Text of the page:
Calendar and file sharing solutions for telecommuting employees?
November 23, 2005 7:56 PM   Subscribe

Any recommendations for shared calendars, files, etc., for small business telecommuting employees on separate networks?

I've just hired my first employee, and she's going to be working from her home, so we need to start looking at things like shared calendars, shared file space, etc. that work across networks.

We're both on PCs, so my first that with calendaring was to use an Exchange server. I tried two separate third-party Exchange hosts, both of which sucked, and we don't have the hardware and/or time to run our own Exchange server. Are there any other good ways that we can have a shared calendar accessible from Outlook?

For file sharing, I tried XDrive, which was (for me anyway) a nightmare. It wouldn't connect half the time, which certainly won't suffice. I tried to contact them to cancel my account but even their contact form is broken.

Basically, we need whatever tips you've got for the real world of tightly-knit, online collaboration. Please, help us!

(Please don't say Basecamp, by the way. Basecamp is a great hammer, but not everything is a nail.) :-)
posted by oissubke to Work & Money (5 answers total)
 
Groove. Been a while since I looked at it, but if I had a small company that was all-Windows I'd use it.
posted by ldenneau at 8:00 PM on November 23, 2005


Have you considered a web hosting account, and running a calendar application web based? It doesn't necessarily go your Outlook integration, but it is cross-platform should you ever want to jump the Microsoft ship.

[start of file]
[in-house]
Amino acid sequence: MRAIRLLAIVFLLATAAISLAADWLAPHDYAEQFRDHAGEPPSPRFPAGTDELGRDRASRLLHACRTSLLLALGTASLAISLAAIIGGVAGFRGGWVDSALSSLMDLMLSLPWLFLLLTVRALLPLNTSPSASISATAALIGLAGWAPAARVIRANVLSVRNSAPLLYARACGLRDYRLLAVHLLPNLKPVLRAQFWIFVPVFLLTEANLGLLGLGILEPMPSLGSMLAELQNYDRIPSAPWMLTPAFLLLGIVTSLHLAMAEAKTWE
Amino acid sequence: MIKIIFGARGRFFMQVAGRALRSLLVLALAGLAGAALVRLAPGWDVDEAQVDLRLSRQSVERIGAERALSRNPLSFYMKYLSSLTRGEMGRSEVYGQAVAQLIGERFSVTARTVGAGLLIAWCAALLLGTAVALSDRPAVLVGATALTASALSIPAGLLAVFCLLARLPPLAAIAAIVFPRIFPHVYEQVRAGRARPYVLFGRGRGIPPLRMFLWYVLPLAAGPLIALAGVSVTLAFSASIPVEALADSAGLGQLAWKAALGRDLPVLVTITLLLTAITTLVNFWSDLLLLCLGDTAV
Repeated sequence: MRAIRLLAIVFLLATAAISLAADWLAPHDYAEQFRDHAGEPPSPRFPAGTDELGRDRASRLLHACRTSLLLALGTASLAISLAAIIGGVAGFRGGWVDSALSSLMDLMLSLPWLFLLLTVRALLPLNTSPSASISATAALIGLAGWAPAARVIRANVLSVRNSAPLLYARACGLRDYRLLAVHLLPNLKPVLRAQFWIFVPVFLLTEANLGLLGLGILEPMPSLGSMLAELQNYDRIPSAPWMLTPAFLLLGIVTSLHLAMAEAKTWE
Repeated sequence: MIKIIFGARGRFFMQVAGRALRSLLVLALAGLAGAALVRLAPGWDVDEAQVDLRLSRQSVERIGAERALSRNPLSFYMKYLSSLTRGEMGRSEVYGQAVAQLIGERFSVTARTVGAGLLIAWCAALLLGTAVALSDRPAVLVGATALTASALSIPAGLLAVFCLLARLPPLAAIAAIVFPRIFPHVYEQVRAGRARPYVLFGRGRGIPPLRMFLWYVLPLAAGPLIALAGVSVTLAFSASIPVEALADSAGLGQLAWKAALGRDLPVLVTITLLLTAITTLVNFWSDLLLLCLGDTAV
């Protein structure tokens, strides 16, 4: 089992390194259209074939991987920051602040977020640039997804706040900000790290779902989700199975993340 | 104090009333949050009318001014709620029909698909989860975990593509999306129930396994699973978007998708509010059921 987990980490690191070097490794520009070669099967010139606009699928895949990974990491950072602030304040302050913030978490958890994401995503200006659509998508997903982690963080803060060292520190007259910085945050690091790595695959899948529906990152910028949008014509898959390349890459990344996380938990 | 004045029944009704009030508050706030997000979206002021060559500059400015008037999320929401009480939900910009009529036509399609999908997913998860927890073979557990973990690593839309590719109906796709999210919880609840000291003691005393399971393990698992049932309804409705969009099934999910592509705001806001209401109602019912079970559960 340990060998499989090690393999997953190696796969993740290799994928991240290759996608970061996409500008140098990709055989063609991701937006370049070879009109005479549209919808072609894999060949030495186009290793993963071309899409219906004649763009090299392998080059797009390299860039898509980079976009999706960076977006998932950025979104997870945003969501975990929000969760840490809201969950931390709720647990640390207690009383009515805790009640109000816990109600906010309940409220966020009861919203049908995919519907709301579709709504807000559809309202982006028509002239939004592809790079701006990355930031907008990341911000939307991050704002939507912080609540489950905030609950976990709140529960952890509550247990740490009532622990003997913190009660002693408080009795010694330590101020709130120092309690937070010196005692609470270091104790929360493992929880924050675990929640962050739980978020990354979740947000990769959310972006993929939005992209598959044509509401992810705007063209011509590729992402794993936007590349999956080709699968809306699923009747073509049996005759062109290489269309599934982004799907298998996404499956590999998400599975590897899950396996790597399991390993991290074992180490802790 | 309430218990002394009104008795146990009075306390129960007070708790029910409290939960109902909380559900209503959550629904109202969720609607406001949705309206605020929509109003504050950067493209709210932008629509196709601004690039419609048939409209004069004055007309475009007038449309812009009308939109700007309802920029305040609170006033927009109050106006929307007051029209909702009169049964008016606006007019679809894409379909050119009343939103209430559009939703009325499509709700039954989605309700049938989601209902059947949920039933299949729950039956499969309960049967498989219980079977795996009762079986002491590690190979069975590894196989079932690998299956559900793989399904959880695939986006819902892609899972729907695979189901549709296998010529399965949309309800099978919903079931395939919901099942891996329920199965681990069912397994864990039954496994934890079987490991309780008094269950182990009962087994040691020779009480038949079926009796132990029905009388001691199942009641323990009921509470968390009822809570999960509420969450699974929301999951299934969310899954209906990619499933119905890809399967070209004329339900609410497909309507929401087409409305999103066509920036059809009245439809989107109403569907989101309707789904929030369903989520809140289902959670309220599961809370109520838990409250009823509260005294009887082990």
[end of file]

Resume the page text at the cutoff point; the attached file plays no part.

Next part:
There are web hosts out there they can be had very cheaply. For example, Dreamhost has plans that, with coupon codes easily found on the web, can drive the price down to 25-30 dollars for the first year.

That would give you a calendar, e-mail, and FTP for file sharing.
posted by benjh at 8:49 PM on November 23, 2005


For files I'm using FolderShare, which synchronizes your files over the web so you can have actual copies of your files on all your machines but they all stay current.
posted by crabintheocean at 9:30 PM on November 23, 2005


I work for a small tech company 95% from home.

We used to use Groove, but found it much too heavy. File synchronization problems, huge noticable load on the computer, a bunch of extra features that we'll never use. The marketing guys loved it (it's kind of slick and flashy) but after extended use hated it as much as I did.

We've recently started using FolderShare (which crabintheocean mentions) for sharing files and have found it quite good. Makes something that's really hard to do right seem very easy. No need to open up any firewall ports, NAT compatible, super easy to set up. We've found that it only uses around 2-3% of CPU time even when transferring files.

We also use intermedia for a 3rd party exchange provider. I'm not sure who you tried before, but we haven't had any problems with them in the last 2 years or so (I actually host my own domain and pop account with them as well but have no affiliation with them other than that).

We also use IM (I use trillian) to communicate for quick stuff.

For longer stuff, all of us have vonage phone lines so long distance calls are unlimited and free.

I'd also look into getting some sort of desktop sharing app in place so you can collaborate easier. Ultra VNC has worked well for us in this regard. Lots of options.
posted by freshgroundpepper at 10:06 PM on November 23, 2005


Thanks for the tips, guys. I'm not sure if we'll use it forever, but Groove is looking cool so far. We'll give it a shot!
posted by oissubke at 7:02 AM on December 5, 2005


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